State lawmakers are looking to overhaul the way Pennsylvania pays its schools, but anything short of redoing the whole thing will continue to oppress the poorest taxpayers.
“Pennsylvania is the Wild West of local school taxes,” said Zahava Stadler of nonprofit EdBuild in a Notebook report by Dale Mezzacappa, who explained how its “system for funding schools is among the most inequitable in the country.”
Due to a hands-off tradition of school property tax oversight, the poorest 25 percent of taxpayers contribute at higher rates than the middle 50 percent — Chester-Upland taxpayers, for example, pay 4.2 percent, while taxpayers in the Colonial and Tredyffrin-Easttown districts pitch in just 1.25 percent.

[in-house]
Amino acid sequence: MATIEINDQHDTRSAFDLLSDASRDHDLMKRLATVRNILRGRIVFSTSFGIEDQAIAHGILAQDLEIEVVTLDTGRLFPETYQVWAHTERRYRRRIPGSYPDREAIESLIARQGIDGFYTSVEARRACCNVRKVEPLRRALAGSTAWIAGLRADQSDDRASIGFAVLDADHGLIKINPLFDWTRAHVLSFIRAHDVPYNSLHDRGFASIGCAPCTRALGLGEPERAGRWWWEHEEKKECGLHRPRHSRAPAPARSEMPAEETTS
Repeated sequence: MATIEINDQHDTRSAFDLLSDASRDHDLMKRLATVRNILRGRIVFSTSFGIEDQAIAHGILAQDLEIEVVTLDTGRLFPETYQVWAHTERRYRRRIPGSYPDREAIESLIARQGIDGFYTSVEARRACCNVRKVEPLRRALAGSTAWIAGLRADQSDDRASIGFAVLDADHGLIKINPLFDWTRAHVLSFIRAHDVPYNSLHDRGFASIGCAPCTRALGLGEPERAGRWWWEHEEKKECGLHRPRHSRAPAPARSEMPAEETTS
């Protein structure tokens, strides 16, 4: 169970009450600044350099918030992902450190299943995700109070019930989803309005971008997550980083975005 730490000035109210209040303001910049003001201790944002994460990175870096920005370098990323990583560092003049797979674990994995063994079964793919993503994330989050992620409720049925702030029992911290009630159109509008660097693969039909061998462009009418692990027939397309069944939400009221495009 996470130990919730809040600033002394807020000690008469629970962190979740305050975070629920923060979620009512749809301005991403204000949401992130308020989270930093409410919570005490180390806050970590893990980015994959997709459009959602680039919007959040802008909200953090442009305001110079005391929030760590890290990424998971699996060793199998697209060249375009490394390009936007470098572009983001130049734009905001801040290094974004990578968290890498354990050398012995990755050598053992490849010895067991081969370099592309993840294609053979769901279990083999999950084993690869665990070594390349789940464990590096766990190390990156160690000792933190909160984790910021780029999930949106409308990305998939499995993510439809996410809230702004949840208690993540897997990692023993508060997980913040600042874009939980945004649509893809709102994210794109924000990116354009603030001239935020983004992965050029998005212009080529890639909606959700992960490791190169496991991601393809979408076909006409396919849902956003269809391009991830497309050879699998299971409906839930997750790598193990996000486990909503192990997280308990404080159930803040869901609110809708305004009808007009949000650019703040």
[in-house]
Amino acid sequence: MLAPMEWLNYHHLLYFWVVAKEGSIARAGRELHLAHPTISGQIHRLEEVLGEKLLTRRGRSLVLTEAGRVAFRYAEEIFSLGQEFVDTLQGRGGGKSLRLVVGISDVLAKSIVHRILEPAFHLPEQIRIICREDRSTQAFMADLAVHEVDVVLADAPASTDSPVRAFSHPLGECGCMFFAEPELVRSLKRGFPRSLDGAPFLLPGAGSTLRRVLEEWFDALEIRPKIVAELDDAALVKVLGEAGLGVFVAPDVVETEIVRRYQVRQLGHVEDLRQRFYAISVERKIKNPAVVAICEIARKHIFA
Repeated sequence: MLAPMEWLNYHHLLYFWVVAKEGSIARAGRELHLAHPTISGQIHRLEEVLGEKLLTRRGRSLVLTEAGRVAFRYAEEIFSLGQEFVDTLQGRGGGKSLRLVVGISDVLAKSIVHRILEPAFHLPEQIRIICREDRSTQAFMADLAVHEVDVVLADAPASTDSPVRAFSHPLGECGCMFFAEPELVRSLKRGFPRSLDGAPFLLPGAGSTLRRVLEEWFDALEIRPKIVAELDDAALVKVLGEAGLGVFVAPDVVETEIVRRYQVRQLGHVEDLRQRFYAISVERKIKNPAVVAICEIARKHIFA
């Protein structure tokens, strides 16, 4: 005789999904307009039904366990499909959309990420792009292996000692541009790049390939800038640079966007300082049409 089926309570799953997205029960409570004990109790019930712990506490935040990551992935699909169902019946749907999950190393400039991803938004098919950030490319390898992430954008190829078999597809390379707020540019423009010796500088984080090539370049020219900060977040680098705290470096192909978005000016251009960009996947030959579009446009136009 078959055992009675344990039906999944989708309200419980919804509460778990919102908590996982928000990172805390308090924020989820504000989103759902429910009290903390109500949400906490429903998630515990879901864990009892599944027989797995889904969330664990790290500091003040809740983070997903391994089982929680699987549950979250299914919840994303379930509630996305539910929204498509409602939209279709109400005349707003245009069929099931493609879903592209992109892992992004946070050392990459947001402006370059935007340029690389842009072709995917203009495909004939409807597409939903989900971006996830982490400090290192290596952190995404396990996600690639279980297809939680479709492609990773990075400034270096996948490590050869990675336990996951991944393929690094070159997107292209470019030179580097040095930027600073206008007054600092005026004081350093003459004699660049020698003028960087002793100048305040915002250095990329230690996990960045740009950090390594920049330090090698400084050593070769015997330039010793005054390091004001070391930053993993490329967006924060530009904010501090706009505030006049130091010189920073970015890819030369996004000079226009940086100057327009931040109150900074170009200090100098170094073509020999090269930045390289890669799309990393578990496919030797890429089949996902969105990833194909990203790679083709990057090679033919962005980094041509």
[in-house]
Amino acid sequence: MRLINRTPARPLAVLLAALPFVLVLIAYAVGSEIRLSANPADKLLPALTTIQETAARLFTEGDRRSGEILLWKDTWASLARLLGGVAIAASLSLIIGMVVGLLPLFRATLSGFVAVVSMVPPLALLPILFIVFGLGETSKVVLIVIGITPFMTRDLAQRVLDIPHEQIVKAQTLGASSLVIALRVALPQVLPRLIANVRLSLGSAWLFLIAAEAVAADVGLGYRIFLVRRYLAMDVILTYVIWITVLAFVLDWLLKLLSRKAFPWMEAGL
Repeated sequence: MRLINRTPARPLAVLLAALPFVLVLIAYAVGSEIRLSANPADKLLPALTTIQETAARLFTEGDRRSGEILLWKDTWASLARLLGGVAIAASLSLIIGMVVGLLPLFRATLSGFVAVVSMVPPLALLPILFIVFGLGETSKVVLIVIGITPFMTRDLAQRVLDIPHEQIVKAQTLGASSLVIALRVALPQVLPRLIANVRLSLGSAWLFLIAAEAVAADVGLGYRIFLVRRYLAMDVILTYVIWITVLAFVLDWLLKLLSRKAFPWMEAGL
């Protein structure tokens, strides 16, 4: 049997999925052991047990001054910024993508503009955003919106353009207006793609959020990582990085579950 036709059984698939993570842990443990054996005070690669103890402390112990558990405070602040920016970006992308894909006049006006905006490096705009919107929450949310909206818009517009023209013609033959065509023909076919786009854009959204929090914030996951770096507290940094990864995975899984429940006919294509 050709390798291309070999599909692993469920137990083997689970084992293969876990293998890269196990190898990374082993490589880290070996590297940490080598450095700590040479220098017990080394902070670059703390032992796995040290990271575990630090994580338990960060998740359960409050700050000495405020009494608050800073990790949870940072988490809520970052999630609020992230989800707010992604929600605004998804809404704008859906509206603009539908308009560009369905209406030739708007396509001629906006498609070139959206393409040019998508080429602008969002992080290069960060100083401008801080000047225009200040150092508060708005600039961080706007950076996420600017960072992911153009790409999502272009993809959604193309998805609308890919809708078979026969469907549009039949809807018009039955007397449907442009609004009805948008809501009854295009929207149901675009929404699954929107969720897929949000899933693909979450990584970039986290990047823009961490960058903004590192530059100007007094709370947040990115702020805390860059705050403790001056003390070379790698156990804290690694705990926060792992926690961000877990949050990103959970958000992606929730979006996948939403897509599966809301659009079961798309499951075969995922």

While there’s an effort at the Legislature to eliminate property taxes and instead hike sales and income taxes statewide, there’s concern that it won’t fix the inequities.
And commercial, industrial, and agricultural taxpayers, who currently pay less than homeowners, would be taken completely out of the equation.
Read more about the state’s education funding issues in the Notebook here.